Michael Arceneaux

Michael Arceneaux

Michael Arceneaux is a Houston-bred, Howard-educated writer and author.

His first book, I Can’t Date Jesus, was just released on July 24, 2018 from Atria Books/Simon & Schuster.

Additionally, he is a regular contributor to outlets such Essence, Complex, The Root, Into, among others. Moreover, he’s written for the New York Timesthe Washington PostRolling StoneTeen Vogue, NBCTHINK, Wired, Buzzfeed, The Guardian, Mic, Esquire, Time Ideas, Vulture, Salon, The Atlantic, Comedy Central Online, among others. He writes about race, sexuality, politics, religion, and Beyoncé.

His work has been referenced everywhere from The Weekly Standard to Jezebel to MSNBC and even been deemed required reading for courses at Harvard University. Michael’s has also been featured on MSNBCNPRBETVH1VicelandSiriusXM Radio, in addition to various radio interviews on nationally syndicated programs. The Root once named Michael one of the Best Black Bloggers to Know . ESSENCE magazine named him one of the top #BlackTwitter voices to follow.


I Can’t Date Jesus: Love, Sex, Family, Race, and Other Reasons I’ve Put My Faith in Beyoncé

I Can't Date Jesus

In the style of New York Times bestsellers You Can’t Touch My Hair, Bad Feminist, and I’m Judging You, a timely collection of alternately hysterical and soul‑searching essays about what it is like to grow up as a creative, sensitive black man in a world that constantly tries to deride and diminish your humanity.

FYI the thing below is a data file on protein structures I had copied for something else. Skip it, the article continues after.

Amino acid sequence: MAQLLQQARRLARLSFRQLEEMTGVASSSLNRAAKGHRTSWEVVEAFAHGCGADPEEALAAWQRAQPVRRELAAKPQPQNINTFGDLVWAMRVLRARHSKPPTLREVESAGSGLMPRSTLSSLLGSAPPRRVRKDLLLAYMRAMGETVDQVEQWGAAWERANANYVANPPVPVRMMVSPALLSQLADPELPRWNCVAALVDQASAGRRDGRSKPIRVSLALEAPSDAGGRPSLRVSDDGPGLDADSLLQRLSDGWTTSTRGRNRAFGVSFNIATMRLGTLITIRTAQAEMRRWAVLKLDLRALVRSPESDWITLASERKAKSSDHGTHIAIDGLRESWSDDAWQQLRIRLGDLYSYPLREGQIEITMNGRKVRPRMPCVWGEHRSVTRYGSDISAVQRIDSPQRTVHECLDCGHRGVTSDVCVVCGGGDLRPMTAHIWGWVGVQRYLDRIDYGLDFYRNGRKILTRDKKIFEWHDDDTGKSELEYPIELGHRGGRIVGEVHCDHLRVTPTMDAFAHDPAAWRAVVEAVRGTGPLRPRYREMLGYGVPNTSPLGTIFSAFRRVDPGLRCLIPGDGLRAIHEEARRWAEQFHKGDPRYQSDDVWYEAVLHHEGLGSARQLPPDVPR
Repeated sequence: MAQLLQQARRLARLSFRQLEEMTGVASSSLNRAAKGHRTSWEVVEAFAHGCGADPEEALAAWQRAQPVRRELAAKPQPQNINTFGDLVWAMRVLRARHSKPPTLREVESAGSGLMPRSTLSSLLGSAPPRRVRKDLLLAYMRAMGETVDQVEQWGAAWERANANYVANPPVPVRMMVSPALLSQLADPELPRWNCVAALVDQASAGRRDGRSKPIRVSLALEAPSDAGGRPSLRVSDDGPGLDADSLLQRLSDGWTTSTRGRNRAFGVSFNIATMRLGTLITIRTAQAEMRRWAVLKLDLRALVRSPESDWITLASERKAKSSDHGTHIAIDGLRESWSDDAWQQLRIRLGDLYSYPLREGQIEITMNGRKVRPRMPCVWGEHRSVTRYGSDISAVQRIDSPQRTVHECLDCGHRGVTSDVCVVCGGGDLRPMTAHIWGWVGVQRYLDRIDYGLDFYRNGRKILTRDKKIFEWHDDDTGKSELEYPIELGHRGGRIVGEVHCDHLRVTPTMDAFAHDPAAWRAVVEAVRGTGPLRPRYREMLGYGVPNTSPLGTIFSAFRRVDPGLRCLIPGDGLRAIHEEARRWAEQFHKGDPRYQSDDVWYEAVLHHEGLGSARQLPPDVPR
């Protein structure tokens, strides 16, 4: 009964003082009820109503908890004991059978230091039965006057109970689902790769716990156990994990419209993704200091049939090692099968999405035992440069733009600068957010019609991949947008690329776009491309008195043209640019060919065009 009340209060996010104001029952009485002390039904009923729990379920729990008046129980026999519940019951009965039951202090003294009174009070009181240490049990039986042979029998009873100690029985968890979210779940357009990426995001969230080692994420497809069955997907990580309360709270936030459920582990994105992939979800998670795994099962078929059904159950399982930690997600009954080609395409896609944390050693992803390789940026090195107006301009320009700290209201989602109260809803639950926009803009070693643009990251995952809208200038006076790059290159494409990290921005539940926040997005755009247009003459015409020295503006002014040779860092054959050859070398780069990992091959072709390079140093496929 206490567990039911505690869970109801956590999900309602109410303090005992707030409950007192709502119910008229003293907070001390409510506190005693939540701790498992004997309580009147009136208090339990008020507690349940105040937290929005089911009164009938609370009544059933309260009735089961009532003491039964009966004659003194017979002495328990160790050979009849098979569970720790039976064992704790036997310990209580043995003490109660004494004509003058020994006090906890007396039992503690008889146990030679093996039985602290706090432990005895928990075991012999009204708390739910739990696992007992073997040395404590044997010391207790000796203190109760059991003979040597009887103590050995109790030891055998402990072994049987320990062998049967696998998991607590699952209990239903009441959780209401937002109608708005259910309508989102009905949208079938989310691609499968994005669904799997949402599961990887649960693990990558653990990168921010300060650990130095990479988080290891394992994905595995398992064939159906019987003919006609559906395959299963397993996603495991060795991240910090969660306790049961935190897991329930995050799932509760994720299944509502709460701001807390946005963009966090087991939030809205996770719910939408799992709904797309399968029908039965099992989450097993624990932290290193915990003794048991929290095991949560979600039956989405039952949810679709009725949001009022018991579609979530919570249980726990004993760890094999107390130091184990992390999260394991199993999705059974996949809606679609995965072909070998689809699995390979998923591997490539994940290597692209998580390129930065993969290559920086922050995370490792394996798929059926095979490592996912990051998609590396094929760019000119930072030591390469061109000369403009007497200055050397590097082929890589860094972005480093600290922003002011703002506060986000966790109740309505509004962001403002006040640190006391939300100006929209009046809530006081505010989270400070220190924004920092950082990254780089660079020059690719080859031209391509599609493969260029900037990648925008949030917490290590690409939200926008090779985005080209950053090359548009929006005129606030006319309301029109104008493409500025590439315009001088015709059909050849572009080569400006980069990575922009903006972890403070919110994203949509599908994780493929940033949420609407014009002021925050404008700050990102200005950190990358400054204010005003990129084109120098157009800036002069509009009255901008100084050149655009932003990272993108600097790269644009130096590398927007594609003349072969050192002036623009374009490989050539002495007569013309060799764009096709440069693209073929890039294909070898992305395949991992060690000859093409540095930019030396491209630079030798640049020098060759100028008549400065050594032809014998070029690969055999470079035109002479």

It hasn’t been easy being Michael Arceneaux.

Equality for LGBTQ people has come a long way and all, but voices of persons of color within the community are still often silenced, and being Black in America is…well, have you watched the news?

With the characteristic wit and candor that have made him one of today’s boldest writers on social issues, I Can’t Date Jesus is Michael Arceneaux’s impassioned, forthright, and refreshing look at minority life in today’s America. Leaving no bigoted or ignorant stone unturned, he describes his journey in learning to embrace his identity when the world told him to do the opposite.

He eloquently writes about coming out to his mother; growing up in Houston, Texas; being approached for the priesthood; his obstacles in embracing intimacy that occasionally led to unfortunate fights with fire ants and maybe fleas; and the persistent challenges of young people who feel marginalized and denied the chance to pursue their dreams.

Perfect for fans of David Sedaris, Samantha Irby, and Phoebe Robinson, I Can’t Date Jesus tells us—without apologies—what it’s like to be outspoken and brave in a divisive world.